Uncommon complications of biliary stones  [PDF]
S. Janssen, I. van Mierlo, L. P. L. Gilissen, S. W. Nienhuijs, J. Heemskerk
Open Journal of Internal Medicine (OJIM) , 2012, DOI: 10.4236/ojim.2012.21005
Abstract: Gallstone disease has a high incidence, and most common presentations are well known and recognized. Particulalry in the elderly population though, uncommon presentations of gallstone disease are more frequent, and can easily be missed or misinterpreted. In this article we present 5 such patients with an atypical presentation of gallstone disease. We will then discuss atypical gallstone disease in more detail.
To Sleeve or NOT to Sleeve in Bariatric Surgery?
P. W. J. van Rutte,M. D. P. Luyer,I. H. J. T. de Hingh,S. W. Nienhuijs
ISRN Surgery , 2012, DOI: 10.5402/2012/674042
Abstract:
The ladies trial: laparoscopic peritoneal lavage or resection for purulent peritonitisA and Hartmann's procedure or resection with primary anastomosis for purulent or faecal peritonitisB in perforated diverticulitis (NTR2037)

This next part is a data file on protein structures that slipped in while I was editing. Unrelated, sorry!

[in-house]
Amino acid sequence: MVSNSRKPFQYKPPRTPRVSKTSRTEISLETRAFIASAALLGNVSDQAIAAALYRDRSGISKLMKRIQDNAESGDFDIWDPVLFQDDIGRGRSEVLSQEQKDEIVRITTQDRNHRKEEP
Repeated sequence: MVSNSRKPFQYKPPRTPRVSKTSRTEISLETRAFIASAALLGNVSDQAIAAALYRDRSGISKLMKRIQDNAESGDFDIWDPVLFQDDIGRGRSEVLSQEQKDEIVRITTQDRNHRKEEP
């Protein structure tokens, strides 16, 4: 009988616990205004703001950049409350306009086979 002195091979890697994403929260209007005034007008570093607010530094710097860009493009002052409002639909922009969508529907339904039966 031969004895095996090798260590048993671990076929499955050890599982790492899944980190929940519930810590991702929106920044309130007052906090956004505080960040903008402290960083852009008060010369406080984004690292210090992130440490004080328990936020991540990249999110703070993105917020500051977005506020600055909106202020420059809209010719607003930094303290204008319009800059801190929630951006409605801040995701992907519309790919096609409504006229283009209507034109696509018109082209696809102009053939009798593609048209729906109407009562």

Hilko A Swank, Jefrey Vermeulen, Johan F Lange, Irene M Mulder, Joost AB van der Hoeven, Laurents PS Stassen, Rogier MPH Crolla, Meindert N Sosef, Simon W Nienhuijs, Robbert JI Bosker, Maarten J Boom, Philip M Kruyt, Dingeman J Swank, Willem H Steup, Eelco JR de Graaf, Wibo F Weidema, Robert EGJM Pierik, Hubert A Prins, Hein BAC Stockmann, Rob AEM Tollenaar, Bart A van Wagensveld, Peter-Paul LO Coene, Gerrit D Slooter, Esther CJ Consten, Eino B van Duijn, Michael F Gerhards, Anton GM Hoofwijk, Thomas M Karsten, Peter A Neijenhuis, Charlotte FJM Blanken-Peeters
BMC Surgery , 2010, DOI: 10.1186/1471-2482-10-29